BACKGROUND: ORGAN FAILURE
Heart, Lung, Liver, Kidney, Pancreas Failure including physiology, human impact, and cost and the implications for regenerative medicine
Current Approaches to Management of Organ Failure including transplant and non-transplant approaches
REGENERATIVE MEDICINE AND INNOVATIVE TECHNOLOGIES (MAIN FOCUS)
- Stem Cells (ESC, iPS, MSC, Islet, Neural, Retinal, Marrow)
- Gene Therapy
- Biomarkers & Assays
- Stem Cell Aging, Manufacturing, and Engineering
- Tissue Engineering (Lab/Organ on a Chip)
- CRISPR Genome Editing
CLINICAL APPLICATIONS OF REGENERATIVE MEDICINE
- Immune Tolerance in Transplant
- Burns and Skin Regeneration
- Imaging and Nanotechnology in Regenerative Medicine
- Translation of New Therapies from Bench to Bedside
- Fundamentals of Clinical Trials Design
- Evaluation of Health-Related Quality of Life
- Cost-Effectiveness & Global Health Economics
- Adoption of New Therapies
ETHICS AND SOCIETY
- Research Ethics
- Transplant Ethics
- Quality of Life – Patient perspective
- Regenerative Medicine Ethics
- Public Opinion and the Media
- Regulation of Regenerative Medicine in Canada
- IP and Commercialization of Regenerative Medicine
- Selected articles relevant to regenerative medicine will be selected for group participation during the course.
- This course forms a major part of a Training Program in Regenerative Medicine.
Enrollment Restrictions: Maximum enrollment of 20 students at the University of Toronto, 20 students affiliated through the Stem Cell Network (across Canada).
This course is available for graduate students from other universities. Non-U of T graduate students must enroll in this course through their home University using existing off-campus study agreements (CUGTA or OVGS) or a request for transfer credit. Please contact the Program Coordinator, Anna Cocco, for more details.
Enrollment: Interested students must first receive permission from the Course Director, Dr. Sonya MacParland to take the course prior to registering. Interested students must e-mail Dr. Sonya MacParland and copy the Education Coordinator, Anna Cocco with the following information:
- Your personal information (Name, University and Department, Student ID Number
- Program and Year of Study (i.e. MSc, PhD, PDF)
- Your Supervisor’s information (Name and e-mail address)
- A brief description (200 words or less) on i) your interest in taking this course, and ii) the relation of your research project to regenerative medicine.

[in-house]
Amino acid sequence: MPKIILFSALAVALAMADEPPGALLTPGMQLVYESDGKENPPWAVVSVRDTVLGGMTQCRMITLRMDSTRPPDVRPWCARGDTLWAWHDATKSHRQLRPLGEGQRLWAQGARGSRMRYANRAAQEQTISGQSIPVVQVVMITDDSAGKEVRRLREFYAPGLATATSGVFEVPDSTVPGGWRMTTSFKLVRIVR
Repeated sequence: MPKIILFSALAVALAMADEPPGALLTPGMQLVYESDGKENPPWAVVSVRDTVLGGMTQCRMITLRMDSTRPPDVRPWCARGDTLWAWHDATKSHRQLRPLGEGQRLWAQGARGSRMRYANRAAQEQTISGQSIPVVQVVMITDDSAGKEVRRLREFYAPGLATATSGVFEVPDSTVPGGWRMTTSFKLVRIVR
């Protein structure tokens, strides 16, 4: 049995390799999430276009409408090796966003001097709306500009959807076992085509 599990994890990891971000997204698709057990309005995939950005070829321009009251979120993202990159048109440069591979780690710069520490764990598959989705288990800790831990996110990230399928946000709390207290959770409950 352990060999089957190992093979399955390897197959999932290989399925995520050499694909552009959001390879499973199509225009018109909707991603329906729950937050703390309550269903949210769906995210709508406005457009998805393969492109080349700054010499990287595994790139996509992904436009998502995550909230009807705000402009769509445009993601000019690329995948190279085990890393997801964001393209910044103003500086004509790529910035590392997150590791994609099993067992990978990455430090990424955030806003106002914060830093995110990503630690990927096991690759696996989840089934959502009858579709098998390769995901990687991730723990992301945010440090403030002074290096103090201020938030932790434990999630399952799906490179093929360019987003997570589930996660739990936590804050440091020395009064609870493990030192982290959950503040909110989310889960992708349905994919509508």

MSC4001H: Foundations in Resuscitation Science Research - Session Offered: TBD
Session Offered: TBD
Start date: TBD Time: TBD, Location: Online
Please note this half-course will follow an irregular meeting schedule:
Description: This 0.5 credit course is aimed at enhanced understanding of the breadth of research in resuscitation science. It will provide students within disparate fields of research enquiry with the fundamentals of the discipline and provide a forum to discuss common areas of research interest, thereby further reinforcing a spirit of interdisciplinary research. Topics include bioethical issues particular to resuscitation research; health services research with high risk groups; outcomes research in critical illness; translational research in resuscitation and knowledge translation. From bench to bedside to curbside, students will gain a thorough understanding of the issues and concerns unique to the field of resuscitation sciences.
For more information visit the CPRS website at Collaborative Program in Resuscitation Sciences.
MSC3001H: Foundations in Musculoskeletal Science - Session: TBD
Instructor: Boris Hinz
Session Offered: TBD
Start Date: TBD, Time: TBD
Description: This is a half-credit required course which will be counted, in most of the participating home programs/ home graduate units, towards students’ home degree electives. Students, regardless of home graduate unit and prior learning, receives a common foundation of the topics and issues particularly relevant to designing and conducting research in the highly interdisciplinary realm of musculoskeletal science. Students will achieve an enhanced appreciation of the breadth and complexities of research in the field, and will be better able to discuss disparate topic areas of research, thereby, reinforcing a spirit of interdisciplinary research. The MSC3001H is offered over one term, and consists of a series of twelve two-hour lectures to cover topics spanning over Bones, Cartilage, and Muscles. Lecturers are experts in their respective topics drawn from graduate units and clinical departments associated with the Collaborative Program in Musculoskeletal Science.
Collaborative Specialization: This course is offered as a Collaborative Specialization and is not an IMS course.
Students who are enrolled in the Collaborative Specialization of Musculoskeletal Sciences (CSMS) program will have priority. For details, visit the Collaborative Program in Musculoskeletal Sciences